Beachcombing has been wasting his summer looking at Early Modern diet fads. Several have appealed to him, but certainly the one that clamoured most urgently for his attention was the belief that human breast milk was a healthy addition to the adult diet. Beachcombing quotes from WANW Ken Albala and his wonderful Eating Right in the Renaissance, 75.
‘Easy to digest and containing all the nutrients that had been consumed originally by the mother, [breast milk] is the ideal food for the aged and infirm. Platina [fifteenth-century Italian Renaissance scholar] specifies choosing a healthy, young, and beautiful woman of tempered complexion; naturally the milk was to be imbibed directly from the source.’
In an era when breast pumps were not available it made sense for the ‘patient’ to find his own wet-nurse to suckle. There inevitably comes though the suspicion – remember the wet nurse had to be young and beautiful – that this activity had erotic overtones for the ancient cholerics who enjoyed these services, especially as many of these will have been learned and frustrated ecclesiastics.
Perhaps because of these overtones there are surprisingly few references in contemporary sources to adults hiring out a wet nurse for their own use. One indirect source is the picture that heads the present piece where Alonso Cano (obit 1667, Spain) has the BVM lactating St Bernard at a distance, presumably with the milk of wisdom!
Beachcombing has also stumbled on an English reference to milk being squirted into diseased eyes and sucked up (Prior, Women) by those suffering from pulmonary tuberculosis.
Ken Albala has given a quotation (slightly altered here on the basis of the original in Moffatt) relating to the English scholar, John Caius (obit 1573), one of the most celebrated physicians of his day – did adult breastfeeding become a British thing?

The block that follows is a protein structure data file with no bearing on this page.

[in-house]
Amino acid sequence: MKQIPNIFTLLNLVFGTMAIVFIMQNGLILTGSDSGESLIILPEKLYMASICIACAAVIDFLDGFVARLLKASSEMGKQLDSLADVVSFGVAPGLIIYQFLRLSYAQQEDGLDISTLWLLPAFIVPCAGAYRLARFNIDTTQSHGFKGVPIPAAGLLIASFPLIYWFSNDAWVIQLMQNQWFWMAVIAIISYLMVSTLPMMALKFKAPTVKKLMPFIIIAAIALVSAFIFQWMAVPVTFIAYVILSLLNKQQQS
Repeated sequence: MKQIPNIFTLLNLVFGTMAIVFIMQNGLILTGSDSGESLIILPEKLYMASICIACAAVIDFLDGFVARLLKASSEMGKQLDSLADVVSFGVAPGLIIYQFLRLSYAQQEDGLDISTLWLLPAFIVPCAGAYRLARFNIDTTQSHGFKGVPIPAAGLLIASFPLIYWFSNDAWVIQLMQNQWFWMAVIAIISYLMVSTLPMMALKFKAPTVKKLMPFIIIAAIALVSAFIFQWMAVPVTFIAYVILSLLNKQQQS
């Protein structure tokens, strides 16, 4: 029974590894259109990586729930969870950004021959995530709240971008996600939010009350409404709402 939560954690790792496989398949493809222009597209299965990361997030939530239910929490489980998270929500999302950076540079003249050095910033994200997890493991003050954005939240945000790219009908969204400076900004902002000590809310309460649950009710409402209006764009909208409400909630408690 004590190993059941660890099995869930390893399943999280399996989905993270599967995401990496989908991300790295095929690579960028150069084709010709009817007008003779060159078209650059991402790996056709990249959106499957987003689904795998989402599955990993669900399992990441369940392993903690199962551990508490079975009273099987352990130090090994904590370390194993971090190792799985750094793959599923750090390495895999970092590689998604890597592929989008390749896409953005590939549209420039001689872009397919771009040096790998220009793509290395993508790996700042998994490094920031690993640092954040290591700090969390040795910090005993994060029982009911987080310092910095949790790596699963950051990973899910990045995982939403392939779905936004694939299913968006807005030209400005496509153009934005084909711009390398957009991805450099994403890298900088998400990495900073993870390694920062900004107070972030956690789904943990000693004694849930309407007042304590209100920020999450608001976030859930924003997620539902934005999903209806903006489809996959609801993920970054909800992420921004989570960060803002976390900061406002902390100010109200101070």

What made Dr. Cajus in his last sickness so peevish and so full of frets at Cambridge when he suckt one woman (whom I spare to name) froward of conditions and of bad diet; and contrariwise so quiet and well, when he suckt another of contrary disposition; verily the diversity of their milks and conditions, which being contrary one to the other, wrought also in him that sucked them contrary effects.
Beachcombing learns from this both that Dr. Caius had two wet nurses and also that it was believed that their qualities and defects transferred to their milk and so onto the good doctor himself.
Could any readers point Beachcombing in the way of any other early modern references to adult breastfeeding? drbeachcombingATyahooDOTcom Beachcombing remembers an Italian Renaissance painting – possibly the dreadful Caravaggio?
Beachcombing must also note with enormous pleasure that there are some who carry this honourable tradition down to the present day – beating prostrate cancer and annoying your doctor, it doesn’t get much better than this!
1st Aug: Beachcombing got some very alarming emails about adult breastfeeding. Perhaps a few too many as narrow-minded Beachcombing finds the whole thing a bit foul. One ex-student, Bobby, got in touch with this link: the reason that Beachcombing will not eat ice-cream again all summer – thanks Bobby! ‘Jen’ (surname not supplied) put Beachcombing in touch, instead, with this remarkable internet centre for modern adult breastfeeding. Beachcombing particularly enjoyed the fatwas for and against adult breastfeeding! He was also much struck by this phrase: ‘There are also many psychological and health reasons why adult breastfeeding is a healthy choice for mature individuals in a consenting adult relationship. While some adult nursing relationships are sexual in nature, most are intimate relationships that may or may not include sexual intimacy.’ Beachcombing spends a lot of his time in hospitals as a patient and this does not reflect his experience of European healthcare… Thanks (of a kind) to Bobby and Jen. (While writing this Beachcombing also remembered the early Christian (?) phrase of sucking on the paps of holy wisdom).